Bay Area Bike Share Prepares for August 29 Launch

Dwarfed by its city counterparts, the Bay Area's 1,000 bikes will cover a larger region (5 cities in 3 counties) with fewer bikes, many placed at key transit nodes. It also distinguishes itself by being a 'pilot program' with multiple public owners.

2 minute read

August 14, 2013, 8:00 AM PDT

By Irvin Dawid

Environmental News Service writes that "the pilot is a part of the Metropolitan Transportation Commission’s Climate Initiatives Program that tests innovative projects for their ability to reduce greenhouse gas (GHG) emissions from transportation." Presumably that's why it's called a pilot - if it doesn't reduce GHGs, they won't continue funding it?

In fact, the Bike Sharing Pilot is listed as one of seventeen demonstration projects that OneBayArea, a collaboration of four regional government agencies: the Association of Bay Area GovernmentsBay Area Air Quality Management DistrictSan Francisco Bay Conservation and Development Commission and MTC, has awarded with "innovative grants".

The Bay Area Bike Share pilot program will go live on August 29 with 700 bikes at 70 stations in five cities – San Francisco, Redwood City, Palo Alto, Mountain View and San Jose. [See map of stations.] For the second phase, 300 additional bikes and 30 kiosks will be added in the first quarter 2014 to reach the full pilot complement of 1,000 bikes and 100 stations.

These locations correspond somewhat with the multiple managers of the pilot that include MTC, "Bay Area Air Quality Management District, and local government agencies – the City and County of San Francisco, SamTrans, Caltrain, the County of San Mateo, the City of Redwood City and the Santa Clara Valley Transportation Authority." The five cities are also all located on the Caltrain commuter rail line that runs 47.5 miles from San Francisco down the Peninsula to San Jose.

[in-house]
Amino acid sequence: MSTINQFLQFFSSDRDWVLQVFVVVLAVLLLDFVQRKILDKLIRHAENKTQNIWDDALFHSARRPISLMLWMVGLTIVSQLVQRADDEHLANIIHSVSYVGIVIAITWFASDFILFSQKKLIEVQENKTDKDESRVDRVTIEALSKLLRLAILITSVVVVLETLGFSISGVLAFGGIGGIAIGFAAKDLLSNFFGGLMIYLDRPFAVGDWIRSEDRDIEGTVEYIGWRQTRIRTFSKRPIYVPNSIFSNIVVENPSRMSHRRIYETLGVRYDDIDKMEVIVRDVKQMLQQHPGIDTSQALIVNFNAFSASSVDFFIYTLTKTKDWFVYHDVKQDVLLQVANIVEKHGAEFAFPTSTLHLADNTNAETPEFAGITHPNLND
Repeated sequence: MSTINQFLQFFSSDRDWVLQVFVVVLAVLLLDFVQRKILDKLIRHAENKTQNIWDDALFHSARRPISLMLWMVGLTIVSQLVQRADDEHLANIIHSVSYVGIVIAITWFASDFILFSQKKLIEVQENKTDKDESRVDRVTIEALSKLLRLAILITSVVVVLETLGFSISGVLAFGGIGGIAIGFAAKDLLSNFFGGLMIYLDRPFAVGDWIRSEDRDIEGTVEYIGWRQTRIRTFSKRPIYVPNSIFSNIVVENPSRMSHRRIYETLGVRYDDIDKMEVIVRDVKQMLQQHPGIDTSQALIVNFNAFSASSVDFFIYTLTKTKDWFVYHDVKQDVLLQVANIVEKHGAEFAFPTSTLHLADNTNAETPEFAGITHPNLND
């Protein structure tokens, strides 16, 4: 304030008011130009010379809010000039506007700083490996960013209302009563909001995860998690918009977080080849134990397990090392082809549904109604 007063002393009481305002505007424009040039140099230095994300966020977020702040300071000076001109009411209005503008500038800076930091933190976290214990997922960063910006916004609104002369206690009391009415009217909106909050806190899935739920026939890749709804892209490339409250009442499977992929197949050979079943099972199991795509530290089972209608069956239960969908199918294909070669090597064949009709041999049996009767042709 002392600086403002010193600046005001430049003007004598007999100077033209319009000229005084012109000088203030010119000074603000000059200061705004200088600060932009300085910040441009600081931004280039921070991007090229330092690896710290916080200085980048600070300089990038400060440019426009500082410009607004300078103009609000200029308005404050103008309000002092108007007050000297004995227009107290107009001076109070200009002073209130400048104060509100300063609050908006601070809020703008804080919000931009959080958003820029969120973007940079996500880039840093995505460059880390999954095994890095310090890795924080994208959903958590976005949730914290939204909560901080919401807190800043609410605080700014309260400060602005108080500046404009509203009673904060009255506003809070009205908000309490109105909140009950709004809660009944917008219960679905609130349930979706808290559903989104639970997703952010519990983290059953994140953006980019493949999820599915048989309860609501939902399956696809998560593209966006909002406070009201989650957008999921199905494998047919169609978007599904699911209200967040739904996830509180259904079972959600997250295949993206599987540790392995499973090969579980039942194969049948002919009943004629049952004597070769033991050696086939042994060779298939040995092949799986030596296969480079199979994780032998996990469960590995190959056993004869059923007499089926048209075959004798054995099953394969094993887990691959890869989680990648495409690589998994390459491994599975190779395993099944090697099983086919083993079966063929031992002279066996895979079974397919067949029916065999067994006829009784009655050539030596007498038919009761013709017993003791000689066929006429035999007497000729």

KQED's Bryan Goebel wrote on August 12 that "San Jose become [sic] the first city to install docking stations."

It costs $88 for an annual pass, $22 for three days or $9 for a day.  Each pass includes costs for the first 30 minutes of a trip, with surcharges on trips that exceed that time limit.

Will San Francisco break away and launch it's own project?

Streetsblog's Aaron Bialick wrote in March that at least one San Francisco leader, disappointed with the "minisucle" 350 bikes (out of 700 in the initial launch) in his city, may take matters into his own hands.

"Supervisor Scott Wiener says San Francisco needs to take the initiative to move ahead and launch a “full-scale system” throughout the city by next year.

Wiener plans to introduce a resolution [PDF] at today’s Board of Supervisors meeting calling on the SF Municipal Transportation Agency to move beyond the pilot being planned by the Bay Area Air Quality Management District and launch a citywide bike-share system by 2014.

Tuesday, August 13, 2013 in Environment News Service

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